Consider the tax cuts enacted under the Coolidge administration during the 1920s. Dubbed the Mellon tax cuts, these reductions slashed federal income taxes from 73 percent (for income over $200,000) in 1921 to 50 percent in 1923. Simultaneously, taxes paid by the top income earners rose from $300 million to $700 million. Rather than decrease government revenue, lower taxes bolstered federal earnings by an additional $1.2 billion.
Similar to the Mellon tax cuts, the Reagan tax cuts reduced the top tax rate from 70 percent in 1980 to 28 percent in 1988. These policies coincided with real GDP growth of 3.9 percent over the course of the 1980s. Not only did this help the United States escape the stagnation and inflation experienced during the "Stalemated Seventies," but it also opened the door for a legitimate discussion of flat tax policies both domestically and abroad.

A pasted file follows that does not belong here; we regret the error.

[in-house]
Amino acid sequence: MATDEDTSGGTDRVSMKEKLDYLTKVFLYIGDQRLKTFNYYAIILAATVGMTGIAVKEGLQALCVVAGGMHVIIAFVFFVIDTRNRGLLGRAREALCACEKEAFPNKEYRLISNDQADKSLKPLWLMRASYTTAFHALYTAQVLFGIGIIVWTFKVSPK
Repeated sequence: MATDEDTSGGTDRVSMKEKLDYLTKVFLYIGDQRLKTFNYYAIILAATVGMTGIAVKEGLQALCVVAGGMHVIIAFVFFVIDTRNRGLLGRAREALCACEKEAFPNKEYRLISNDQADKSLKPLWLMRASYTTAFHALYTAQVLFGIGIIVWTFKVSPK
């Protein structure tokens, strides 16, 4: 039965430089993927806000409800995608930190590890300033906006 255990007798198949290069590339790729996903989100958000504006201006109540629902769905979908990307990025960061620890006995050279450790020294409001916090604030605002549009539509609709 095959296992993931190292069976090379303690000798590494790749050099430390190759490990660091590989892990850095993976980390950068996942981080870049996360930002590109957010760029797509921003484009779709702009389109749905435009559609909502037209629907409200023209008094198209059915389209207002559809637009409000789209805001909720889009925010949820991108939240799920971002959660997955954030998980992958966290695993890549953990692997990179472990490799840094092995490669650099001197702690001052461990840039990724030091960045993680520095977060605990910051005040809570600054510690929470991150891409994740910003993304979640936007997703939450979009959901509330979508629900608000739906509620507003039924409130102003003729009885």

Since 1981, 20 countries have implemented flat tax policies with varying tax rates. Barring some exceptions, the new flat tax jurisdictions are former Soviet bloc countries.
Many flat tax antagonists assert that the execution of such a system can only take place in war-torn countries experiencing political turbulence. Yet, Iceland, a liberal country, adopted the flat tax in 2007 and has experienced fiscal growth, despite economic blows due to the recent crash.
Additionally, some argue that the relationship between flat tax policy and economic prosperity is one of correlation, not causation. However, comparing former Soviet republics with flat tax systems to those with progressive tax systems shows otherwise.
The Baltic States (Estonia, Latvia, and Lithuania), Mongolia, and Turkmenistan, all have flat taxes and VATs. Since implementing flat taxes in the mid-1990s, the collective growth rate for the Baltic States -- 4.74 percent -- is larger than that of the progressively taxed Poland. Additionally, this rate is double that of the westerly oriented Scandinavia region.
Mongolia's GDP has grown at an annual rate of 9.4 percent since its flat tax initiative in 2007. The IMF reports that per capita income has quadrupled in the past decade. Similarly, with a flat tax Turkmenistan's GDP has grown at an annual rate of 11.2 percent over the past decade.